• We are sorry, but NCBI web applications do not support your browser and may not function properly. More information
Logo of jbacterPermissionsJournals.ASM.orgJournalJB ArticleJournal InfoAuthorsReviewers
J Bacteriol. Dec 2010; 192(23): 6317–6318.
Published online Oct 1, 2010. doi:  10.1128/JB.00859-10
PMCID: PMC2981214

Draft Genome Sequence of Streptomyces clavuligerus NRRL 3585, a Producer of Diverse Secondary Metabolites[down-pointing small open triangle]

Abstract

Streptomyces clavuligerus is an important industrial strain that produces a number of antibiotics, including clavulanic acid and cephamycin C. A high-quality draft genome sequence of the S. clavuligerus NRRL 3585 strain was produced by employing a hybrid approach that involved Sanger sequencing, Roche/454 pyrosequencing, optical mapping, and partial finishing. Its genome, comprising four linear replicons, one chromosome, and four plasmids, carries numerous sets of genes involved in the biosynthesis of secondary metabolites, including a variety of antibiotics.

Streptomyces clavuligerus is a bacterium of industrial and clinical importance producing the β-lactamase inhibitor clavulanic acid (4), as well as cephamycin C (a β-lactam), clavams, tunicamycin, and holomycin (5, 9, 14, 17). S. clavuligerus is intriguing in regard to its genetic structure and mechanism of cephamycin C, clavulanic acid, and clavam biosynthesis (19, 20, 21). Here, we present a draft genome sequence of the type strain NRRL 3585 (ATCC 27064). The specific clone used, SC2, is a single-spore isolate from the stock of NRRL 3585 that showed good sporulation and metabolite production, a typical example of the wild-type strain.

The genome sequence was determined by Sanger paired-end sequencing (7) and Roche/454 pyrosequencing (12). Sanger reads at 4.9-fold coverage were produced from 4- or 40-kb genomic libraries, followed by 454 reads at 61.6-fold coverage. Sanger reads (14-fold coverage) provided by the Broad Institute were also utilized. The Sanger paired-end reads and the Newbler-assembled 454 contigs were assembled with a PCAP assembler (8). Optical mapping (Opgen, Inc.) was performed to confirm the assembly output and to assign contigs into each replicon. Gap closure was attempted using gap-spanning clones and PCR products. Coding sequences were predicted by the combined use of Glimmer (6), GeneMark (3), and CRITICA (2). Automatic functional annotation results obtained by AutoFACT (10) and the Rapid Annotation using Subsystem Technology (RAST) server (1) were compiled and validated with Artemis.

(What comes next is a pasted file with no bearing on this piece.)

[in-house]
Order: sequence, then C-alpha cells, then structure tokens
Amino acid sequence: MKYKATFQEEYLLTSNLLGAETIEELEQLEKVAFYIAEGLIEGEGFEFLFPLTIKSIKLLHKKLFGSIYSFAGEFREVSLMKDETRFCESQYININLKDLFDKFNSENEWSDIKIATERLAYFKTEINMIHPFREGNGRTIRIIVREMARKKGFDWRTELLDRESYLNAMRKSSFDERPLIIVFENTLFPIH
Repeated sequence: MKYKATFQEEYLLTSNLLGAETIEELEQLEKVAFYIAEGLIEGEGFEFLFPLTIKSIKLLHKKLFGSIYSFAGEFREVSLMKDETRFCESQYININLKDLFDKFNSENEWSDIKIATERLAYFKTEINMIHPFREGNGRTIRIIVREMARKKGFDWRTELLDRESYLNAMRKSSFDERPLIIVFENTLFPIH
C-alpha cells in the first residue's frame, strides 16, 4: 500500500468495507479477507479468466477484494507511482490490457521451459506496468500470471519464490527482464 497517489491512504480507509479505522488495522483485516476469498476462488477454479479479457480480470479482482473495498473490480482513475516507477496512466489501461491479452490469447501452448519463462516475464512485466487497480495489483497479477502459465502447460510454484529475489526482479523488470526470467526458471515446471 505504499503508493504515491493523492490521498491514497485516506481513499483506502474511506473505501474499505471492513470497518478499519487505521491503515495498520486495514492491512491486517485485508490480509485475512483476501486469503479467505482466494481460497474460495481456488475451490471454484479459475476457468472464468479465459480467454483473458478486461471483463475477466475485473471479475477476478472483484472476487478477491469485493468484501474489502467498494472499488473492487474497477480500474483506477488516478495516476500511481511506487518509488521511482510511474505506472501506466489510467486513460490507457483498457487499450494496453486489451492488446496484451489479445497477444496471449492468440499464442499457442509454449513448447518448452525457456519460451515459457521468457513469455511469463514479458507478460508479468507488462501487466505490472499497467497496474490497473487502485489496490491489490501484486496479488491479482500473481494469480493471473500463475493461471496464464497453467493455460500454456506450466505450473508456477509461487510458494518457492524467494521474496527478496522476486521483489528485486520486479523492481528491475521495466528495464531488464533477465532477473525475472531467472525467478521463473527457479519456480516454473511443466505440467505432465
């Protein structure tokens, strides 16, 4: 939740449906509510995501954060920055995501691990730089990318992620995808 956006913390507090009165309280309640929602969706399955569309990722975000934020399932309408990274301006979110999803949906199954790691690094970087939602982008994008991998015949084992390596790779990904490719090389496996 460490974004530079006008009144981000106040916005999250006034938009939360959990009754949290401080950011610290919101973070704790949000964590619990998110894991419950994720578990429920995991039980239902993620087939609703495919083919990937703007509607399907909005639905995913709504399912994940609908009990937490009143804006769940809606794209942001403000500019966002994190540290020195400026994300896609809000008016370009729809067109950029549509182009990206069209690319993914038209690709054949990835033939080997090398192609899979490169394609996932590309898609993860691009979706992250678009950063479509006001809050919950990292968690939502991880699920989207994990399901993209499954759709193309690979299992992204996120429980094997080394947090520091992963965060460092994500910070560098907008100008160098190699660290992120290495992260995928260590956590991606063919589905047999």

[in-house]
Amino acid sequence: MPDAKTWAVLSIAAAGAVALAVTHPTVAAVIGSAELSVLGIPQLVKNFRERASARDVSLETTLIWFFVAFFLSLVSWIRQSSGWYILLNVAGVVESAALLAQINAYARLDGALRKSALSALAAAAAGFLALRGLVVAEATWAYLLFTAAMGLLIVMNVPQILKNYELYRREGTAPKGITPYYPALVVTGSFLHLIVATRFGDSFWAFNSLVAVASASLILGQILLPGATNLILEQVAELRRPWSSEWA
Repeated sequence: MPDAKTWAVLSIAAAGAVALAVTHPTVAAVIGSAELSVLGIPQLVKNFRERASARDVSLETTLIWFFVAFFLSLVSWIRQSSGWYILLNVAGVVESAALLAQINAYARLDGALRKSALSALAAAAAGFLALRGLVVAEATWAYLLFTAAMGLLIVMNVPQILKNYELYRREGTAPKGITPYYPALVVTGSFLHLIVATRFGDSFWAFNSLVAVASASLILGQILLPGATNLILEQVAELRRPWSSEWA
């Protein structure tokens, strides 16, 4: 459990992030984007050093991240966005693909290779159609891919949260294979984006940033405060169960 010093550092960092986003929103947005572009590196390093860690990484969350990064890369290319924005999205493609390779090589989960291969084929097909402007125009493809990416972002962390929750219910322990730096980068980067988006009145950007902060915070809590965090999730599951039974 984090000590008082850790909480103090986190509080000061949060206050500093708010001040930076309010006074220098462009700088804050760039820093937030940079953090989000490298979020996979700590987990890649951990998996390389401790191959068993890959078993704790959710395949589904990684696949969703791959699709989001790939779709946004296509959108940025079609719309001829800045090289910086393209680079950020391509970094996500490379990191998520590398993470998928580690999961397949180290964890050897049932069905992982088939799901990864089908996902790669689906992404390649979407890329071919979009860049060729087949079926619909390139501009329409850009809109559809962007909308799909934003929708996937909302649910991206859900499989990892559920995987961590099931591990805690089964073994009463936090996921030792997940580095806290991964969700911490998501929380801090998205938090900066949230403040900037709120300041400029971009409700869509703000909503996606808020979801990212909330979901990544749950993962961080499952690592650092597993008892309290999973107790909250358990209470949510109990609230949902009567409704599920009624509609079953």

The genome consists of one linear chromosome (58 contigs in 4 scaffolds, 6,736,475 bp, 72.69% G+C) and four linear plasmids, pSCL1 (3 contigs in 2 scaffolds, 10,266 bp, 71.96% G+C), pSCL2 (2 contigs in 2 scaffolds, 149,326 bp, 70.07% G+C), pSCL3 (15 contigs in 2 scaffolds, 442,792 bp, 70.77% G+C), and pSCL4 (11 contigs in 3 scaffolds, 1,796,117 bp, 71.85% G+C). The 6.7-Mb chromosome is the smallest of the completely sequenced Streptomyces species. At least six rRNA operons and 66 tRNA genes as well as 7,898 protein-coding genes were annotated. Recently, a draft sequence of S. clavuligerus ATCC 27064 describing the 1.8-Mb megaplasmid was reported (13). The sequences of the chromosome and pSCL4 were nearly identical to our sequences. However, three other plasmids (15, 22) are present only in our data, suggesting that our clone has preserved the genome in its intact form.

A plethora of genes related to biosynthesis of secondary metabolites were discovered. The super-cluster for cephamycin C and clavulanic acid (21) is located on the chromosome, and the clavam cluster (19) is located approximately 1.4 Mb away. In contrast, a paralogue cluster (19) for clavulanic acid and clavam production lies on pSCL4. Dozens of gene sets for nonribosomal peptide synthetases, polyketide synthases, and the hybrids were detected from sequences of pSCL3, pSCL4, and the chromosome. Notably, two gene clusters that can synthesize enediyne-containing compounds, potent antitumor agents (11), were found. The genome also bears many gene clusters for secondary metabolites, such as staurosporine (18), moenomycin (16), terpenes, pentalenenes, phytoenes, siderophores, and lantibiotics.